My Genealogy Hound

Below is a family biography included in Portrait and Biographical Album of Greene and Clark Counties, Ohio published by Chapman Bros., in 1890.  These biographies are valuable for genealogy research in discovering missing ancestors or filling in the details of a family tree. Family biographies often include far more information than can be found in a census record or obituary.  Details will vary with each biography but will often include the date and place of birth, parent names including mothers' maiden name, name of wife including maiden name, her parents' names, name of children (including spouses if married), former places of residence, occupation details, military service, church and social organization affiliations, and more.  There are often ancestry details included that cannot be found in any other type of genealogical record.

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JOHN W. McLEAN. There are few men more widely or favorably known throughout the county than Mr. McLean who, for many years has occupied himself as a builder and contractor and who has thus formed a wide acquaintance in this section of the State, making many warm personal friends while in the transaction of his legitimate business. He is a native of this State, having been born in Warren County, March 23, 1836, and thence was brought by his parents to Greene County in 1845. His father that year had taken a contract on the first road in the county running through Yellow Springs, where the family sojourned until 1849. That year they removed to Cedarville and young McLean, now a man grown, pursued the same business as that in which his father was engaged, being concerned in the opening of the road through Cedarville.

Mr. McLean pursued his early studies in a little old frame church at Yellow Springs which is still standing, and now a part of the hotel of that place. When approaching manhood he began learning the and carpenter’s trade, but the outbreak of the Civil War broke in upon his plans, as it did upon those of thousands of others, and he laid aside his personal interests to proffer his services toward the preservation of the Union. A few weeks after the attack upon Ft. Sumter he enlisted in Company D, Forty-fourth Ohio Infantry, which was assigned to the Army of the Potomac and fought at the battles of Lewisburg, Va., Knoxville, Cumberland Gap, Dutton’s Hill, (Ky.) and others. He had left at home his young wife and child and he served until after the close of the war, receiving his final discharge in September, 1865. In the meantime he had enjoyed a two months’ furlough and had veteranized after the expiration of the first term of his enlistment.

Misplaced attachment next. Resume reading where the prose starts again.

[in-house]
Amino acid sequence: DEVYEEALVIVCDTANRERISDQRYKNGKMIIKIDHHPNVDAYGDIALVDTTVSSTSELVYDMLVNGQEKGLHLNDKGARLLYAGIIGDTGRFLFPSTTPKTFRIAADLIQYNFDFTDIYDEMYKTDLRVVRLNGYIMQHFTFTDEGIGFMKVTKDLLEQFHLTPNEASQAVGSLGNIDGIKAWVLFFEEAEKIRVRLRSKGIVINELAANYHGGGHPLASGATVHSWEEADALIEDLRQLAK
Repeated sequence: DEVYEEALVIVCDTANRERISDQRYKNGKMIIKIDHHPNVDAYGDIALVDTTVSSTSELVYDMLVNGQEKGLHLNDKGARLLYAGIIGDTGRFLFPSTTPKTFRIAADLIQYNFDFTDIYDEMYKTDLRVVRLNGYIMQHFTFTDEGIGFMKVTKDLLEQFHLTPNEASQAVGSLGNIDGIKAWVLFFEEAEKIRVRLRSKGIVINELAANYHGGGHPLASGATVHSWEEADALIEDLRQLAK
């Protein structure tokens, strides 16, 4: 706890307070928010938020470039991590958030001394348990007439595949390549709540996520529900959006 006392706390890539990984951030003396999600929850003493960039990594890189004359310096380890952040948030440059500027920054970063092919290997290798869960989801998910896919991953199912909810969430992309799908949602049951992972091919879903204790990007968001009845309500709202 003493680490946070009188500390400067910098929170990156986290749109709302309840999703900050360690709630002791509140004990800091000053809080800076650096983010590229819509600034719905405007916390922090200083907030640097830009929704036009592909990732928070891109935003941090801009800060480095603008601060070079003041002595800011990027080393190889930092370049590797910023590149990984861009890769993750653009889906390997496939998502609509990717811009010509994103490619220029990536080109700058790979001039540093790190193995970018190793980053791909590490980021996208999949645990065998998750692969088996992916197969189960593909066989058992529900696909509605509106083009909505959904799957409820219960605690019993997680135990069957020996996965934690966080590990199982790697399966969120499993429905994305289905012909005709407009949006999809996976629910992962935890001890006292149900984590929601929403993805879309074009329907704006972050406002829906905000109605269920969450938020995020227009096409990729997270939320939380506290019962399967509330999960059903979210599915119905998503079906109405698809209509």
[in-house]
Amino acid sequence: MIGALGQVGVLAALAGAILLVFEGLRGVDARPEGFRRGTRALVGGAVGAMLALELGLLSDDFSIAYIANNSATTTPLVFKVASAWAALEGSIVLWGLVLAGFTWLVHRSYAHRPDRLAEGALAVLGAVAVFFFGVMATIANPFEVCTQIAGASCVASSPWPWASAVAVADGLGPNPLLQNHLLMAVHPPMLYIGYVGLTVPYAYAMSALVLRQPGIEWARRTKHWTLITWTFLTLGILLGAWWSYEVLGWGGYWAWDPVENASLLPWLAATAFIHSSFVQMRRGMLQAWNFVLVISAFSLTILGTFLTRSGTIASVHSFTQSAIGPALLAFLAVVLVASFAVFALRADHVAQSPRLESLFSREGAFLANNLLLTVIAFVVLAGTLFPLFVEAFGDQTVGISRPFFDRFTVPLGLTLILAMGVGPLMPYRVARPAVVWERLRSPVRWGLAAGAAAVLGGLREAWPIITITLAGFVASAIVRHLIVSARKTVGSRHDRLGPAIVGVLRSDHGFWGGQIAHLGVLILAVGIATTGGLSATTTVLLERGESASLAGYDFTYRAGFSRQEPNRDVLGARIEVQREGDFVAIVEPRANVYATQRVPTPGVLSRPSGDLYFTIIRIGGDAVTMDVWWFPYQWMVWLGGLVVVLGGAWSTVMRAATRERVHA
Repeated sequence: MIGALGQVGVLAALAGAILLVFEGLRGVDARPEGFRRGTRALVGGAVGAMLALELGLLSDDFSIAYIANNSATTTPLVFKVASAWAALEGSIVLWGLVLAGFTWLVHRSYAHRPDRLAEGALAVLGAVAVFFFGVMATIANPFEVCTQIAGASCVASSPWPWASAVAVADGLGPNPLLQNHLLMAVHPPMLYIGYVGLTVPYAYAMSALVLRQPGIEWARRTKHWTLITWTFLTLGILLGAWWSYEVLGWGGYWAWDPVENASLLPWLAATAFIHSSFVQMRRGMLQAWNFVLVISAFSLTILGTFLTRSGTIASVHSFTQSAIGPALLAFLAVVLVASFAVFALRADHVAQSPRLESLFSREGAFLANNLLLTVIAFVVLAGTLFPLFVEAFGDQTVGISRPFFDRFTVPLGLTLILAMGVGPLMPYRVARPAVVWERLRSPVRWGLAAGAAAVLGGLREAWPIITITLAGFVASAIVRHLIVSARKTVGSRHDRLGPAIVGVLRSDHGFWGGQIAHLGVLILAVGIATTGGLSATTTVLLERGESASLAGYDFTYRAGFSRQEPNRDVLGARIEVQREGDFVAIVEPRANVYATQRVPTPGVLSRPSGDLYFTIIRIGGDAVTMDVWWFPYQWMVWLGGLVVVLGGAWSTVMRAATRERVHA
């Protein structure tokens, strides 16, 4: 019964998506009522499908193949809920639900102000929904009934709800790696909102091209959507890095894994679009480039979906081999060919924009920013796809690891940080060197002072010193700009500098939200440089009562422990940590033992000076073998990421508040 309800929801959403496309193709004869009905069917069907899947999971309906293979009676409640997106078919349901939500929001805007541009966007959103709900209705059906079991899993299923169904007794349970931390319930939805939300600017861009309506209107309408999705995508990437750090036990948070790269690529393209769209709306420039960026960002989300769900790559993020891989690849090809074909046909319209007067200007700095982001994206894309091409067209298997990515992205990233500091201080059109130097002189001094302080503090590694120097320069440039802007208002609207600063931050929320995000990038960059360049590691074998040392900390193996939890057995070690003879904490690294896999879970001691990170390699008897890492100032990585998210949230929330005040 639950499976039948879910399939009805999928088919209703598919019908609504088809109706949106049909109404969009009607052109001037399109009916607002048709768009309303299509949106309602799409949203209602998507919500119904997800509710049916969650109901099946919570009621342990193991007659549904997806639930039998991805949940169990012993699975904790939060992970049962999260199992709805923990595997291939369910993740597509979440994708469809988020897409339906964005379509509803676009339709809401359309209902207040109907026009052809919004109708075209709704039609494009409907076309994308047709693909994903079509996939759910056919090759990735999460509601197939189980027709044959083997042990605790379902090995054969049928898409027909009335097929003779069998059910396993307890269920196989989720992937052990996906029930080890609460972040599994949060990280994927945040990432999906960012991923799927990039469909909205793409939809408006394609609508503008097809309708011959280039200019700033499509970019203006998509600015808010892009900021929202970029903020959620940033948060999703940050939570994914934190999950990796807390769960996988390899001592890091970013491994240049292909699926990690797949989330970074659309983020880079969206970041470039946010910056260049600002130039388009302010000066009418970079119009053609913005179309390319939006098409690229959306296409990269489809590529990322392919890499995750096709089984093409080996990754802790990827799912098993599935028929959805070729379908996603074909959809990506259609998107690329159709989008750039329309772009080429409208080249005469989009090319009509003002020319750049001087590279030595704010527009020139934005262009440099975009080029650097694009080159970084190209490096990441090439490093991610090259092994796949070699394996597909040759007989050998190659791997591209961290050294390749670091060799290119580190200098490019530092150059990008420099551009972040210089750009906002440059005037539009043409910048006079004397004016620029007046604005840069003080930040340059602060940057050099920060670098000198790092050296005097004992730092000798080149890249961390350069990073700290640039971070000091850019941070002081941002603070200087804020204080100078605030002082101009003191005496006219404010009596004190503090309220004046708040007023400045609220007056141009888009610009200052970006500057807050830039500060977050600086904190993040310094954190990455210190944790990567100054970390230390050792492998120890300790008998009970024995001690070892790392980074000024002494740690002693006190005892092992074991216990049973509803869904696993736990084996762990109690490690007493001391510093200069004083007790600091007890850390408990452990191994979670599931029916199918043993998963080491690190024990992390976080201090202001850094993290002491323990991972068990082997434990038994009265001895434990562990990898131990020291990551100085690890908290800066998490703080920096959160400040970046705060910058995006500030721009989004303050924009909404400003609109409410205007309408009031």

Upon leaving the army Mr. McLean returned to Cedarville and shortly afterward made a trip west, visiting Illinois and Iowa, but finally came back to Ohio and worked as a carpenter until 1867. He then purchased the business of a firm of contractors and builders which he has since conducted with remarkable success. Nearly all the fine buildings in this section have been put up under his supervision including the town building and opera house at Cedarville, the large school-house, the Methodist Church and the residences of D. S. Erwin, S. K. Mitchell, George W. Harpen and Thomas Crawford, besides many others equally as fine. He also put up among many others, the residence occupied by the mother of Whitelaw Reid, the famous editor of the New York Tribune , whose native place and whose real home is near Cedarville.

Politically, Mr. McLean since his voting days commenced, has been a straight Republican and he has held many of the local offices. He served as Postmaster of Cedarville when the office was located in the town building. He is a member in good standing of the Grand Army of the Republic and of the Encampment and Subordinate Lodge of the Independent Order of Odd Fellows. He finds his religious home in the Methodist Church. When twenty-three years old he was joined in wedlock with Miss Margaret Jane, daughter of Jacob Ford, the wedding taking place at the bride’s home in Cedarville, in 1859. This union resulted in the birth of eleven children, three of whom — John, Olive and Clara, died in infancy; Schuyler Colfax at the age of fifteen years was thrown from a horse receiving fatal injuries; Lucy died when an interesting maiden of sixteen years of typhoid fever. The survivors are Jennetta, the widow of J. J. Barber, and the mother of three children; Rollin P., a lad of sixteen years; Esty, fourteen years old; Lavina, a little miss of twelve years and Asa W., the baby. The parents of our subject were Franklin and Amy Ann (Durfey) McLean, natives respectively of Ohio and Rhode Island. The McLean family originated in Scotland and was first represented in the United States probably during the Colonial days.

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This family biography is one of the many biographies included in Portrait and Biographical Album of Greene and Clark Counties, Ohio published by Chapman Bros., in 1890. 

View additional Greene County, Ohio family biographies here: Greene County, Ohio Biographies

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